We tell you month after month after month what we see.

And month after month after month you ignore us.

Or you tell us you are working with that ward on an improvement plan.

Or, yes, this ward manager has always been a bit, well, difficult.

Why do you do this to us?

Is it because you are paid a lot while we do it free? Being paid a lot makes you more important?

Is it because we haven’t done twenty or thirty years work in our health service so we can’t know all that you know?

Is it because you see complexities, subtleties, barriers, difficulties, while we see simple wrongs, bad care against good care, a patient’s one and only chance to have good care.

You see 100,000 patient episodes as one block of money.

We see them as 100,000 opportunities for people to get good, personal care.

You see good care as 95% compliance metrics.

We see good care as every patient getting food they eat, skin assessed, dressings changed, mobilisation every day, a dignified private wash, and being addressed by their name.

Brother, you have let me down.

So let me down.

After six years of giving you my support, time, insights… I have spent four days in an unsafe, chaotic, understaffed, ward in your hospital.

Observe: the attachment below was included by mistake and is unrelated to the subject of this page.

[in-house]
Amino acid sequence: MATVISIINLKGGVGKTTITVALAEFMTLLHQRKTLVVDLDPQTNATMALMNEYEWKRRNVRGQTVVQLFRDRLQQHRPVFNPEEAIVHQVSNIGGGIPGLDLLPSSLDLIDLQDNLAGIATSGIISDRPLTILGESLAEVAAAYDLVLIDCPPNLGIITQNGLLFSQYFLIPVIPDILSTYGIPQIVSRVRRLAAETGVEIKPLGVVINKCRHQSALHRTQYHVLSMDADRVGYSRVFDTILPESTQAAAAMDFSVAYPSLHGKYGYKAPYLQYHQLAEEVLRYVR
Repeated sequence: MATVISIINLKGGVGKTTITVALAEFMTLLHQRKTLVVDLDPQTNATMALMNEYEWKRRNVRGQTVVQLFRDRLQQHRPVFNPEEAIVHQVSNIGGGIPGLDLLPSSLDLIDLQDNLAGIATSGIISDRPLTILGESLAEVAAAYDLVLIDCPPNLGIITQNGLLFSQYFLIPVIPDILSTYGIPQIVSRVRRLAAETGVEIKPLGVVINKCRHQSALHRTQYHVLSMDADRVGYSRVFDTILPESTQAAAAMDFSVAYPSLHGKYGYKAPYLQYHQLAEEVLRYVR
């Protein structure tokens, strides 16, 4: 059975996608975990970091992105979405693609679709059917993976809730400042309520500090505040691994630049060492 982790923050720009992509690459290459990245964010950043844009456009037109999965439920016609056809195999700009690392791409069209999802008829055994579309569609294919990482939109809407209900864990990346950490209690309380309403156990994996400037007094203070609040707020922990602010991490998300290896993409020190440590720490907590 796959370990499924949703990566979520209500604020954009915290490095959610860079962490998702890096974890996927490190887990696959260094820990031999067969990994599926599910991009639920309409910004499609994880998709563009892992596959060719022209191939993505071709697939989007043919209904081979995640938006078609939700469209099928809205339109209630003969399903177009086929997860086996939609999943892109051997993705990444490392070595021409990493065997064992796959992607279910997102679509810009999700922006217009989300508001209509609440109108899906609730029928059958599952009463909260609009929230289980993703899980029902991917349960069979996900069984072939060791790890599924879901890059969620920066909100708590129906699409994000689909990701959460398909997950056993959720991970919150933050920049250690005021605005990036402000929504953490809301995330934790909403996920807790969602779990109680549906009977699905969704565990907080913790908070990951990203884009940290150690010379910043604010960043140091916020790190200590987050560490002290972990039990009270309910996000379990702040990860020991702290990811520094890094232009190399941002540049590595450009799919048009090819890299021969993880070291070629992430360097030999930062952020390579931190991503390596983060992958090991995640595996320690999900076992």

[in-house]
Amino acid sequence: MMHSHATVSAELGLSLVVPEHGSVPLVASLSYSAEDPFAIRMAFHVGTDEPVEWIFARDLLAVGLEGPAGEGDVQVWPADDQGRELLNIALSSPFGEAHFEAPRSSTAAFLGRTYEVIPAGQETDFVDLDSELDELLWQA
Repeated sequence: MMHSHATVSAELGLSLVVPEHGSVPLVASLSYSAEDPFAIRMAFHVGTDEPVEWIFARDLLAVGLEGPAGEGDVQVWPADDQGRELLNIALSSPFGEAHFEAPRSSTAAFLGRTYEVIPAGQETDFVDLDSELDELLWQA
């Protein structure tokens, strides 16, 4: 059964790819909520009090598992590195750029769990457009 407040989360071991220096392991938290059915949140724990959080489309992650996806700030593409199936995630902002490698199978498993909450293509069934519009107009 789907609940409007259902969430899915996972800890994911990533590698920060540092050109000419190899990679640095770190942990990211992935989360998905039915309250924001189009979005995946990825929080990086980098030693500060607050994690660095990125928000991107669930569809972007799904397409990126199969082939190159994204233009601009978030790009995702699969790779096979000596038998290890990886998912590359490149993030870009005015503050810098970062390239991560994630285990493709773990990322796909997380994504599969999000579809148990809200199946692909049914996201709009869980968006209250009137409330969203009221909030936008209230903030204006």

I have seen forged skin assessments.

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I have seen drug charts on the wrong patient’s folder.

I have seen patient folders numbered differently from their bed numbers.

I have been given oxygen through a mask unattached to the supply.

I have had to ask for pain relief within hours of major surgery and then had to wait to receive just paracetamol infusion.

I have asked what my meal is and been told abruptly “whatever you ordered”.

I have seen a patient lying in agony on his own faeces, calling for help, bring told to wait. Again and again.

I have seen a patient with dementia who said he did not want to eat left unfed (and unturned) for 24 hours.

I have seen drug rounds interrupted, stopped, started, drug charts missing.

I have had my own drugs left in a plastic bag for three days on my bedside chair.

I have had to self administer my drugs from my plastic bag eight hours after a four hour operation.

I have emailed the director of nursing and deputy from my bed to tell them about all this and waited two days for someone to say…” thank you so much for telling us about this. The director will meet you in a few weeks when you feel better..”

Oh brother, you have let me down.
So let me down.

I am angry.

I am furious.

How did you allow your ward to become so awful?

What have you all been doing?